“ Prudence Skynner, goddaughter, 20 shillings.
    “ Martha Salvoine, goddaughter, 20 shillings.
    “ each of his other godchildren six and eightpence.
    “ the church box at St. Bride, 20 shillings.
    “ Christ’s Hospital, ten pounds.
    “ Alice Cowper, wife’s sister, four pounds in money.
    “ each of his apprentices, four pounds in money or money’s worth.
    “ son Edward, gold chain weighing 12 ozs.
    “  “ Anthony, gold chain weighing 7 ozs.
    Residue of goods left to wife, Margery, sole executrix.

[Illustration: PLATE X.


See page 78.]

     Trustees, John Abingtone, gentleman, clerk of the Queen’s woodyard,
     and John Wekes, citizen and goldsmith, with a legacy of four pounds

Witnesses, Richard Heywood.
Edward Ridge.
John Hulson.

     Probate granted 9ᵗʰ Novʳ 1555.

He probably died shortly after this will was executed, as there is the
following entry in the Stationers’ Hall Book A, of the date 1556:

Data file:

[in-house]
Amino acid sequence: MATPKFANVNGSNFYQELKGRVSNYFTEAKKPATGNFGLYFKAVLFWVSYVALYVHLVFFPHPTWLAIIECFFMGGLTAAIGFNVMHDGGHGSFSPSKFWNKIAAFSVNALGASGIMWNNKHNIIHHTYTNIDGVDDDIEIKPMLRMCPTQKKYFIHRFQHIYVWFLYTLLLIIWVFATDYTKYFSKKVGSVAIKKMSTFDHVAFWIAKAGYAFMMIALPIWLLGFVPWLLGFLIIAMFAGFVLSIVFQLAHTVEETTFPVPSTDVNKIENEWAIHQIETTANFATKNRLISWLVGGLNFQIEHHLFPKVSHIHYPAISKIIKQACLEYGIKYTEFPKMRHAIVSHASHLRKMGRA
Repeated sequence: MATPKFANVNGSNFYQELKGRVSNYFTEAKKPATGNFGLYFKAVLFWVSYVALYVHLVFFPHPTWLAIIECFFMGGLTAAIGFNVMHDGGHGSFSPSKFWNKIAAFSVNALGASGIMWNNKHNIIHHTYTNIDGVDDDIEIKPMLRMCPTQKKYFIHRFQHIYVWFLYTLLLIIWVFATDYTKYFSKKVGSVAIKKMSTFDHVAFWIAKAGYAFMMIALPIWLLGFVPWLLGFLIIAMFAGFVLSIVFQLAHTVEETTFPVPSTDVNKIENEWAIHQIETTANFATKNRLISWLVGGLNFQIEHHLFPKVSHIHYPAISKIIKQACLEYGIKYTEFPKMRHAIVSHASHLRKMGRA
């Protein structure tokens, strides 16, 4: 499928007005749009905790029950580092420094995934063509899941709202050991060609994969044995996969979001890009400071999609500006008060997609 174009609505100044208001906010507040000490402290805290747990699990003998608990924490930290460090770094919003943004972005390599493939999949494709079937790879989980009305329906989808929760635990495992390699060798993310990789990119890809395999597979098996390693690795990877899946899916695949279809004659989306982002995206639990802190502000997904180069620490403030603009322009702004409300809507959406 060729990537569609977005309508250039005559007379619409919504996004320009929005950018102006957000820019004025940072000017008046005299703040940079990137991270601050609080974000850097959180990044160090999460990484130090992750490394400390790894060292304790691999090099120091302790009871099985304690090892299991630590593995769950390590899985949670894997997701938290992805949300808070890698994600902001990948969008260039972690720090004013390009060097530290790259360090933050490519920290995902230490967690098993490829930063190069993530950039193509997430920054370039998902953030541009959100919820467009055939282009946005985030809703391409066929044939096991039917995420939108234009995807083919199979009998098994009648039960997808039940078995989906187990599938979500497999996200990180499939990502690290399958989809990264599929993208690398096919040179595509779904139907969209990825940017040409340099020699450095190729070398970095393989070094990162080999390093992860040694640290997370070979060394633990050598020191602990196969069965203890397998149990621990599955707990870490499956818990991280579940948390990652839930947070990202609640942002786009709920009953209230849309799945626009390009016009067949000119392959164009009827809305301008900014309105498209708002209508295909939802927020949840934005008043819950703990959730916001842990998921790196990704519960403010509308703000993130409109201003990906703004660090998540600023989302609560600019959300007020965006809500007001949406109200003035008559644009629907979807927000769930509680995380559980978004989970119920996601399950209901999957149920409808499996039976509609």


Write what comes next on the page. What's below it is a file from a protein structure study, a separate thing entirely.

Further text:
“Rec^{ḍ} of Margery barthelett wydow XXVI Janu. iijˡ vlˢ viijᵈ which
Tho. Berthelett hyr husbande receuyed of Mr. Chamberlayne to the use of
our companye for Mr. andrewes Rewarde at his settynge over to the
vyntenners.... Item recevyd at the presente tyme of the sayde margery
for a rewarde to the cōpanye for comynge to the sayde thomas bartheletts
his buryal xiii iiij.”

Mrs. Margery eventually married Richard Payne, as is recorded in the
Repertories and Journals of the City of London (13 and 15 Hustings Roll
251. Nos. 10. 11); and Richard Grafton, grocer, and the same Richard
Payne, gentleman, were appointed trustees of the children of Thomas
Berthelet, according to the then custom of the city.



As has been shown, Thomas Berthelet lived in troublous times for
bookbinding. He doubtless knew of the rich Mediæval bindings, which in
his day were rapidly becoming scarce, and he was of course familiar with
the old blind-stamped leather work as well as the brown panel stamps
which were common at his time. He probably knew, also, the beautiful
gold-tooled Italian bindings which came over from the Continent as